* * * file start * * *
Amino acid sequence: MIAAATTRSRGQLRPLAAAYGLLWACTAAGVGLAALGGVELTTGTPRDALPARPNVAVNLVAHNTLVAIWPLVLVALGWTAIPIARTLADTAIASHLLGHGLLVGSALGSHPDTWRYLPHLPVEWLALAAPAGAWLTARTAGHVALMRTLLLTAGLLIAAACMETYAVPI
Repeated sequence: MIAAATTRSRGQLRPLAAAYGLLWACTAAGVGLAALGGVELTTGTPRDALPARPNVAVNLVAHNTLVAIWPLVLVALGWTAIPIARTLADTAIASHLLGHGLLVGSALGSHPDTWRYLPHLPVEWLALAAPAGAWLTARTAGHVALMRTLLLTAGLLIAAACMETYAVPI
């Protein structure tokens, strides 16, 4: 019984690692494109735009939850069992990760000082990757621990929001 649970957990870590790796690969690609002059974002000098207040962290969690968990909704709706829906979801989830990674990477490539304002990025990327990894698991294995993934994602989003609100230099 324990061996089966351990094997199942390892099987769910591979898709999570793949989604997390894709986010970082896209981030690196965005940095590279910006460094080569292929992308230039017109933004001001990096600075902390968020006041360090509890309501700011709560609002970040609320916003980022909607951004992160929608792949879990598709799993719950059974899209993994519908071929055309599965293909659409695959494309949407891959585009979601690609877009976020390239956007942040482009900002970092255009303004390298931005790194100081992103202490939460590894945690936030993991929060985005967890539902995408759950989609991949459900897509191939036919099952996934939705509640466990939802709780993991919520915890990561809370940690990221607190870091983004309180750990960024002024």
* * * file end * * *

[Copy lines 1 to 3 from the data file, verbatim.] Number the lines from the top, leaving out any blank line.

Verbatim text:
Amino acid sequence: MIAAATTRSRGQLRPLAAAYGLLWACTAAGVGLAALGGVELTTGTPRDALPARPNVAVNLVAHNTLVAIWPLVLVALGWTAIPIARTLADTAIASHLLGHGLLVGSALGSHPDTWRYLPHLPVEWLALAAPAGAWLTARTAGHVALMRTLLLTAGLLIAAACMETYAVPI
Repeated sequence: MIAAATTRSRGQLRPLAAAYGLLWACTAAGVGLAALGGVELTTGTPRDALPARPNVAVNLVAHNTLVAIWPLVLVALGWTAIPIARTLADTAIASHLLGHGLLVGSALGSHPDTWRYLPHLPVEWLALAAPAGAWLTARTAGHVALMRTLLLTAGLLIAAACMETYAVPI
């Protein structure tokens, strides 16, 4: 019984690692494109735009939850069992990760000082990757621990929001 649970957990870590790796690969690609002059974002000098207040962290969690968990909704709706829906979801989830990674990477490539304002990025990327990894698991294995993934994602989003609100230099 324990061996089966351990094997199942390892099987769910591979898709999570793949989604997390894709986010970082896209981030690196965005940095590279910006460094080569292929992308230039017109933004001001990096600075902390968020006041360090509890309501700011709560609002970040609320916003980022909607951004992160929608792949879990598709799993719950059974899209993994519908071929055309599965293909659409695959494309949407891959585009979601690609877009976020390239956007942040482009900002970092255009303004390298931005790194100081992103202490939460590894945690936030993991929060985005967890539902995408759950989609991949459900897509191939036919099952996934939705509640466990939802709780993991919520915890990561809370940690990221607190870091983004309180750990960024002024």